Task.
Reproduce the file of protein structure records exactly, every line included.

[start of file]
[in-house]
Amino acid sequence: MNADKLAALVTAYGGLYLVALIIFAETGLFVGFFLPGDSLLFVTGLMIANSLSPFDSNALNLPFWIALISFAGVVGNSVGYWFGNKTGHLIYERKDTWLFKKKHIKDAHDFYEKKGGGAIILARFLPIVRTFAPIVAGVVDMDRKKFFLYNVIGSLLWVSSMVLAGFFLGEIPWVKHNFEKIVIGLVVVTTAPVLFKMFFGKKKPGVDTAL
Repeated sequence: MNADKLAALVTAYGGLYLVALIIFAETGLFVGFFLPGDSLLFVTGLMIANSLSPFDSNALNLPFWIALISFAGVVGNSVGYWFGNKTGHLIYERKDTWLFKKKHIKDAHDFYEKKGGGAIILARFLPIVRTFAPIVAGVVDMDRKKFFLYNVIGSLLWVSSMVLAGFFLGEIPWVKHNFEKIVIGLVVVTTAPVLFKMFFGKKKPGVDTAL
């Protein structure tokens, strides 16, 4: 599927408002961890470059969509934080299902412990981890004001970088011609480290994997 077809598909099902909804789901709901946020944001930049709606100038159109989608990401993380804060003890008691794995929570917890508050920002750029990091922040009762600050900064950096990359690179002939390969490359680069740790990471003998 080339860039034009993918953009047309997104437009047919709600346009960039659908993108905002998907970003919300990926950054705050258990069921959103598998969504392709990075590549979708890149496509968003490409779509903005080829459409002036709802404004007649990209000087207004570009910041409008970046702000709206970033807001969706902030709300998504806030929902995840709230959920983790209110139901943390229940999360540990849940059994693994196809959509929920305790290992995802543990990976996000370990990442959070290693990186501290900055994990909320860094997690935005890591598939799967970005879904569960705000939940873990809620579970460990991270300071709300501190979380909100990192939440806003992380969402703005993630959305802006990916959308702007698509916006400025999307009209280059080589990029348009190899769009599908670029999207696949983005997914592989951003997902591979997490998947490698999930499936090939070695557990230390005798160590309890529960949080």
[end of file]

[in-house]
Amino acid sequence: MNADKLAALVTAYGGLYLVALIIFAETGLFVGFFLPGDSLLFVTGLMIANSLSPFDSNALNLPFWIALISFAGVVGNSVGYWFGNKTGHLIYERKDTWLFKKKHIKDAHDFYEKKGGGAIILARFLPIVRTFAPIVAGVVDMDRKKFFLYNVIGSLLWVSSMVLAGFFLGEIPWVKHNFEKIVIGLVVVTTAPVLFKMFFGKKKPGVDTAL
Repeated sequence: MNADKLAALVTAYGGLYLVALIIFAETGLFVGFFLPGDSLLFVTGLMIANSLSPFDSNALNLPFWIALISFAGVVGNSVGYWFGNKTGHLIYERKDTWLFKKKHIKDAHDFYEKKGGGAIILARFLPIVRTFAPIVAGVVDMDRKKFFLYNVIGSLLWVSSMVLAGFFLGEIPWVKHNFEKIVIGLVVVTTAPVLFKMFFGKKKPGVDTAL
């Protein structure tokens, strides 16, 4: 599927408002961890470059969509934080299902412990981890004001970088011609480290994997 077809598909099902909804789901709901946020944001930049709606100038159109989608990401993380804060003890008691794995929570917890508050920002750029990091922040009762600050900064950096990359690179002939390969490359680069740790990471003998 080339860039034009993918953009047309997104437009047919709600346009960039659908993108905002998907970003919300990926950054705050258990069921959103598998969504392709990075590549979708890149496509968003490409779509903005080829459409002036709802404004007649990209000087207004570009910041409008970046702000709206970033807001969706902030709300998504806030929902995840709230959920983790209110139901943390229940999360540990849940059994693994196809959509929920305790290992995802543990990976996000370990990442959070290693990186501290900055994990909320860094997690935005890591598939799967970005879904569960705000939940873990809620579970460990991270300071709300501190979380909100990192939440806003992380969402703005993630959305802006990916959308702007698509916006400025999307009209280059080589990029348009190899769009599908670029999207696949983005997914592989951003997902591979997490998947490698999930499936090939070695557990230390005798160590309890529960949080």